Surf Life Saving NSW launched its 2020 NSW Coastal Safety Report which highlights a concerning spike in boating-related coastal drownings on the NSW coastline. Last year, for the first time, boating incidents eclipsed swimming as the activity which led to the most fatalities.
- Boating fatalities comprised 31% of all coastal drownings
- Swimming fatalities comprised 22% of all coastal drownings
- Total coastal drownings were up from 43 to 49 people in 2019/20 season
- Rock fishing fatalities comprised 16% of coastal drownings
- Men made up 88% of all coastal drownings.
The 2020 SLSNSW Coastal Safety Report is a comprehensive summary and analysis of community perceptions, activities on the coast, coastal and ocean drowning deaths and related fatalities.
The report shows there was an overall increase in coastal and ocean drowning deaths during the 2019/20 season and that boating incidents comprised 31 percent of all fatalities on the NSW coastline – almost triple the 16-year average.
In the 12 months from 1 July 2019 to 30 June 2020, a total of 49 lives were lost on the NSW coastline, representing a 14 percent increase on last year’s figure and well above the 16-year average of 42 fatalities per year.
“The increase in coastal drowning fatalities last season is very concerning,” SLSNSW CEO Steven Pearce said.
“The statistics in this report show that many people continue to enjoy a multitude of recreational activities along our beautiful coastline, but every life lost is one too many.
“The increase in boating fatalities highlights the need for boaters to check weather conditions before heading out and always wear a correctly fitted lifejacket when on the water,” Steven Pearce, said.
George Shales OAM, Surf Life Saving NSW President, said that despite the January bushfires and the COVID-19 pandemic ending the patrol season four weeks early, more than 10 million beach visitations were recorded in NSW in the 12 months from 1 July 2019 to 30 June 2020.
“Surf lifesavers and lifeguards rescued 3,186 people, treated 12,110 people for injuries or medical complaints, and performed 749,646 preventative actions,” Mr Shales said.
“The statistics reinforce the need for us to push surf safety messages throughout our communities. While our volunteer lifesaving and Lifeguard services continue to be the cornerstone of our service delivery across NSW, we will continue to invest in community education programs,” George Shales said.
Other key findings of the 2020 NSW Coastal Safety Report show that men continue to be overrepresented in coastal drownings – making up 88 percent of people who drowned. Forty-five percent of drownings occur at the beach, 22 percent of people who drowned were swimming at the time and 16 percent were rock fishing.
“Research into coastal and ocean drowning deaths continues to be a key focus for Surf Life Saving NSW to understand where, when, and why tragic incidents occur,” Steven Pearce said.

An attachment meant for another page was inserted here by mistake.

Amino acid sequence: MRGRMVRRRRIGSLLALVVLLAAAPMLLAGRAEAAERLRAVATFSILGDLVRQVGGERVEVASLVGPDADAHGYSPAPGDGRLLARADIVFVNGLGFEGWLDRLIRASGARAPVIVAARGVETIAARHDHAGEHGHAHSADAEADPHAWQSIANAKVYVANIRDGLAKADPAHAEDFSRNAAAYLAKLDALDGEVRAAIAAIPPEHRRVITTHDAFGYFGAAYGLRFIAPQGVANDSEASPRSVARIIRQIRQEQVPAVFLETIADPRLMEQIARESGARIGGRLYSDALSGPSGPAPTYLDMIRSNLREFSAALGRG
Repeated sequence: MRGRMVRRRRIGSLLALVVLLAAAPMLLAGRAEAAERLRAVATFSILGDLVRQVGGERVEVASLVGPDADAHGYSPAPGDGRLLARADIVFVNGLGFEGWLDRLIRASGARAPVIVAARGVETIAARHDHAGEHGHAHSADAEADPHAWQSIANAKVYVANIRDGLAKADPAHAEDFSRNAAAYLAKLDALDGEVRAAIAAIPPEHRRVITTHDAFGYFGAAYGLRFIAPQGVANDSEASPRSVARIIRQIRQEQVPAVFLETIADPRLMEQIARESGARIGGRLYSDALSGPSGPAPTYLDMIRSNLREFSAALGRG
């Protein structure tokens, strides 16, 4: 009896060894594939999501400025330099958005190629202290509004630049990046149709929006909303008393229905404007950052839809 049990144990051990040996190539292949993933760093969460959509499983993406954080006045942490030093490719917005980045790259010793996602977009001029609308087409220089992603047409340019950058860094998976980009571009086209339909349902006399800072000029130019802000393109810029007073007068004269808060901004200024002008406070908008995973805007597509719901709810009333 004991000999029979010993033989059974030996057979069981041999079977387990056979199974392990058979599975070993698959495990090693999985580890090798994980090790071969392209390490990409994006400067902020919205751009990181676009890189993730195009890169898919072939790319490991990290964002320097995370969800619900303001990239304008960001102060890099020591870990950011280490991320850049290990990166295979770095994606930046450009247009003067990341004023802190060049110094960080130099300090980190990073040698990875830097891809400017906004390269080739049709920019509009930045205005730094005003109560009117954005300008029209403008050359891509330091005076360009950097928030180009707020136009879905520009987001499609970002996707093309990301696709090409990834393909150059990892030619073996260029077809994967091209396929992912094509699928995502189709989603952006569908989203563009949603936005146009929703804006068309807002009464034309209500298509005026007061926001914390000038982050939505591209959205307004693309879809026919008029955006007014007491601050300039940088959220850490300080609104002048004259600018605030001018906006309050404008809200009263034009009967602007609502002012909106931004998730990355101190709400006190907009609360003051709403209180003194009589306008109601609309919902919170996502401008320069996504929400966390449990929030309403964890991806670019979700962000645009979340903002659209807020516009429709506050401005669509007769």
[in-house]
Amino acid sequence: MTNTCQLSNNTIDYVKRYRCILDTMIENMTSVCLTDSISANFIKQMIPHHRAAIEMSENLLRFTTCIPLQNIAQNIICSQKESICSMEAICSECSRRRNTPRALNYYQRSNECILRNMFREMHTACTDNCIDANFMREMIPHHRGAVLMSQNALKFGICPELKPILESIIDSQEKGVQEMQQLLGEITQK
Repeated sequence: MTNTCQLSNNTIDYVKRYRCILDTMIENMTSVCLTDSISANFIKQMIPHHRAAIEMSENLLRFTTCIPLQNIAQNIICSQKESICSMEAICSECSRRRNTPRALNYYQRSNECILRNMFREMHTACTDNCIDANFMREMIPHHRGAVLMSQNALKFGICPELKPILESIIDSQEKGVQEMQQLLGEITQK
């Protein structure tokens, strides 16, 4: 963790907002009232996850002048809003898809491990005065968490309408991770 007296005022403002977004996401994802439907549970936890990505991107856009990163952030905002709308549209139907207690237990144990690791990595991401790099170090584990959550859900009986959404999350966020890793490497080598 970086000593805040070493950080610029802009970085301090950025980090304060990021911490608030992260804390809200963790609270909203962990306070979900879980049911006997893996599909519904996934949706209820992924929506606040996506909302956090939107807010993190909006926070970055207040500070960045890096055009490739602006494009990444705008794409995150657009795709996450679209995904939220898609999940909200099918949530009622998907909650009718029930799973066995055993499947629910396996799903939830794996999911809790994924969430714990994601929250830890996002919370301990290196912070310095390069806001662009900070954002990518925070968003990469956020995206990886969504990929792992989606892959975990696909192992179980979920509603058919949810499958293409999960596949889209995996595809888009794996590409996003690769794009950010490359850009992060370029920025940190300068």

“This includes a state-wide coastal risk assessment project, known as Coastal insights: safer coasts for the future, which will be delivered by June 2023.”
Funded by the NSW Government, Coastal Insights is an evidence-based project that investigates the use of beaches, shore platforms and coastal waterways and explores what we can learn from the tragedies that have occurred.
The 2020 NSW Coastal Safety Report is a valuable resource for government, water safety organisations, emergency services, researchers, partners, sponsors, community groups and the media. It provides information on the recent trends in fatal coastal incidents in NSW and the preventative measures being undertaken by Surf Life Saving NSW. It is a vital tool to assist surf lifesavers to understand and reduce drowning deaths along the NSW coastline.
“As we head into the busy Christmas school holiday period, our message is simple, keep your friends and family safe by swimming at a patrolled beach, between the red and yellow flags, and wear a lifejacket when boating or rock fishing,” Steven Pearce concluded.
Coastal and Ocean Drowning Deaths – TOTAL 49
- Far North Coast – 4
- North Coast – 6
- Mid North Coast – 2
- Lower North Coast – 1
- Hunter – 3
- Central Coast – 4
- Sydney Northern Beaches – 3
- Sydney – 7
- Illawarra – 5
- South Coast – 3
- Far South Coast – 6
- Other – 5
Since 1 July 2020, there have been 17 coastal drownings recorded in NSW waters.
Beach Safety Tips
- Always swim between the red and yellow patrol flags, for your nearest patrolled beach check the BeachSafe app or website
- Read the safety signs for information about the beach and ask a lifesaver or lifeguard for safety information
- Always swim with someone else so you can look out for each other, and always supervise children around the water
- Never swim under the influence of alcohol or drugs
- If you need help in the water, stay calm and attract attention by raising one arm
- In an emergency, dial Triple Zero
For information about patrol times, weather, and beach locations visit the Beachsafe Website or Download the App
Source: Life Saving NSW